Gritty dramas such as Oz, the envelope-pushing dramedy Orange is the New Black and the binge-worthy documentary Making a Murderer offer glimpses into prison life.
What they don’t do is accurately portray the true realities—and effects—of life behind bars, says PhD researcher Hayley Crichton.
She’s hoping her doctoral work sheds new important light on incarceration, particularly on those experiencing solitary confinement, a form of imprisonment that’s restrictive both physically and psychologically.
“The first stage of my research focuses on how prisoners experience incarceration differently than those in the general population while in prison,” explained Ms. Crichton, who grew up in Toronto, Ont., where she completed her undergraduate at York University before moving to Newfoundland and Labrador to complete a master’s degree in sociology at Memorial. She recently received an $80,000 doctoral scholarship from the Social Sciences and Humanities Research Council of Canada for her research.
“Understanding the history of solitary confinement is important in order to navigate where we are in Canada today.” — Haley Crichton
She wants to better understand the effects of voluntary and involuntary solitary confinement on societal integration post-incarceration.
“Do these prisoners experience increased strain and concern or do they feel they lose social skills due to lack of communication with others on a consistent basis?” Ms. Crichton questioned during a recent interview.
“While the answer to these questions seems to be common sense—of course it has negative effects—it remains important to remember that prisoners are already an ‘othered’ population,” she added. “Assuming we know more about their experiences further removes the importance of their own voice. My research explicitly asks for their voice, their understandings and their experiences.”
The second phase of Ms. Crichton’s PhD research focuses on the effects of incarceration on prisoners in solitary confinement post-release. More specifically, she wants to know if these people find societal re-integration more difficult than those who were not in solitary confinement while in prison.
She says there can often be big differences and struggles for prisoners once they’re free from jail.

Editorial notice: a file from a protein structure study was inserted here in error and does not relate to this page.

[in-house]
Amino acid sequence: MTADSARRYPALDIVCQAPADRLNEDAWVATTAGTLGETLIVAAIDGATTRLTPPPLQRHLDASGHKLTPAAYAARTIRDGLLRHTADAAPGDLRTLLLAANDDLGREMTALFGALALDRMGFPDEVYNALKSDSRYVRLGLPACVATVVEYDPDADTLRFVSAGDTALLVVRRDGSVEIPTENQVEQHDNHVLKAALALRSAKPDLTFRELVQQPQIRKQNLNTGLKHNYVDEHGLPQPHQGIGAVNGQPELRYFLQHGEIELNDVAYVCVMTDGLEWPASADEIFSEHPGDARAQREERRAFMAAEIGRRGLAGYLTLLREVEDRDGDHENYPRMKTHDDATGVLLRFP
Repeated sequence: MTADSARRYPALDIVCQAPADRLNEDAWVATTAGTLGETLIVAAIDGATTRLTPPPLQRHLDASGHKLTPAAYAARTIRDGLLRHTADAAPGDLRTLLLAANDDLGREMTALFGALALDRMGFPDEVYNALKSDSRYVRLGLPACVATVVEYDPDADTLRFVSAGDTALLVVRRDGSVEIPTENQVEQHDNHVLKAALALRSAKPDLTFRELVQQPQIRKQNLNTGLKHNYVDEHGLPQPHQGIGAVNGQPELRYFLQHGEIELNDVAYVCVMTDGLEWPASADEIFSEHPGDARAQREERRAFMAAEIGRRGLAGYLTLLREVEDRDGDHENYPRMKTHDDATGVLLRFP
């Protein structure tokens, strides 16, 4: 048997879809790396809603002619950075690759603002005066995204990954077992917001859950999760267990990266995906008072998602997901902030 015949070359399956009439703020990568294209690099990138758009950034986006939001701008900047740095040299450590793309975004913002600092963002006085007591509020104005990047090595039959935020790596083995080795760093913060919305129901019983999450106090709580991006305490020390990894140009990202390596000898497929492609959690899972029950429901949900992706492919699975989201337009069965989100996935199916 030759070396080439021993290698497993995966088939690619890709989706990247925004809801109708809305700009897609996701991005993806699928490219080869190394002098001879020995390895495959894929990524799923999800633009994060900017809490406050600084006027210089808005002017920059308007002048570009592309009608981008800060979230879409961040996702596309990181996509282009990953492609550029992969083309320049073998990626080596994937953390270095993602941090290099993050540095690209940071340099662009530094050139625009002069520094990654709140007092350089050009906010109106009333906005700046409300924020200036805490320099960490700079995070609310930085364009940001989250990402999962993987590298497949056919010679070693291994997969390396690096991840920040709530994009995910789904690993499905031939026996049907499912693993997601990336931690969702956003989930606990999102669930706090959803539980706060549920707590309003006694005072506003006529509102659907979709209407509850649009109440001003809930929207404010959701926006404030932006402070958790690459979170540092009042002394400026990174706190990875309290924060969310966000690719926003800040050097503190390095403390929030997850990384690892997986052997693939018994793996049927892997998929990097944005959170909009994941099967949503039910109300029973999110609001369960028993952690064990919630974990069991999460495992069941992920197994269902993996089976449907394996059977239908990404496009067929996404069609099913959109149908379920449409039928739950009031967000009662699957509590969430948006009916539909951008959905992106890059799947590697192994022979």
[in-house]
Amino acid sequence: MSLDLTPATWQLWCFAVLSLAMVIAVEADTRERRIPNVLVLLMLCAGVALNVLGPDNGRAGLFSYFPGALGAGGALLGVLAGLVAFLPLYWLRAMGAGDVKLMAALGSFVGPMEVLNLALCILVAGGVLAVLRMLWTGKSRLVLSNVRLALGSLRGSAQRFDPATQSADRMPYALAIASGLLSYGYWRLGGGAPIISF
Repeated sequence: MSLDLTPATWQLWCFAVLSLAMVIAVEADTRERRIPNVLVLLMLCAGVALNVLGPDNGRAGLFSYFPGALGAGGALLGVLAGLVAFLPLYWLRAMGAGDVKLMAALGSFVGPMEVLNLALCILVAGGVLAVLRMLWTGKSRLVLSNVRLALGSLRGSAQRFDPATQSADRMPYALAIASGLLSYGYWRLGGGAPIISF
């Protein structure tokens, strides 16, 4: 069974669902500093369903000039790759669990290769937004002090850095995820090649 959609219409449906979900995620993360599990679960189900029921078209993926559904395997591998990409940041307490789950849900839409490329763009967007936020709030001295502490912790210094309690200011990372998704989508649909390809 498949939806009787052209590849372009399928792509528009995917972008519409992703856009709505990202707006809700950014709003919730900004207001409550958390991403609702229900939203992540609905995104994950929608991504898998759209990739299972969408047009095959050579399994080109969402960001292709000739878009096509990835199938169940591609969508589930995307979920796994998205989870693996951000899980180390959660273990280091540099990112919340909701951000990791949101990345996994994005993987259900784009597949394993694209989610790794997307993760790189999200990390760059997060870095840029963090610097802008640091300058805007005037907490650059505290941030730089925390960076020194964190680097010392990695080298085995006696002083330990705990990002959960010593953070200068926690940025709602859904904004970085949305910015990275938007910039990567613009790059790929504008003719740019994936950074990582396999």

”Specifically, I want to understand if the social skills required for attaining lawful employment, maintaining and developing positive relationships or avoiding recidivism is affected by periods spent in isolation at a notable rate,” said Ms. Crichton, who is completing her research under the supervision of Dr. Rose Ricciardelli, assistant professor, Department of Sociology, Faculty of Arts.
Although her research is in the early stages, Ms. Crichton expects her work to take her from this province to Ontario. She says current Canadian research on her topic is critically needed.
“Understanding the history of solitary confinement is important in order to navigate where we are in Canada today,” she pointed out. “After all, solitary didn’t just come out of nowhere recently and yet we are now seeing a wave of public concern for its usage. Indeed, this is not the first time in which the usage of solitary confinement has been questioned resulting in the practice falling into disfavour.”
Ms. Crichton credits Memorial’s sociology department—and in particular Dr. Ricciardelli—for helping foster her interest in her topic. She says she was attracted to stay at Memorial to complete her PhD because of the support she’s received from the Faculty of Arts and opportunities available to graduate studies.
She’s currently teaching Introduction to Canadian Corrections, an online course offered through the Police Studies Program in the Faculty of Arts. Ms. Crichton says she’s fortunate to gain the teaching experience.
“It has reintroduced me to texts that I have not read since my own undergraduate degree. It is always positive to go back to the basics for a refresher,” she said with a smile. “Second is the opportunity to disseminate information to students outside of my program.
“Being allowed to teach is another reason why I stayed at Memorial,” she added. “This opportunity does not present itself often.”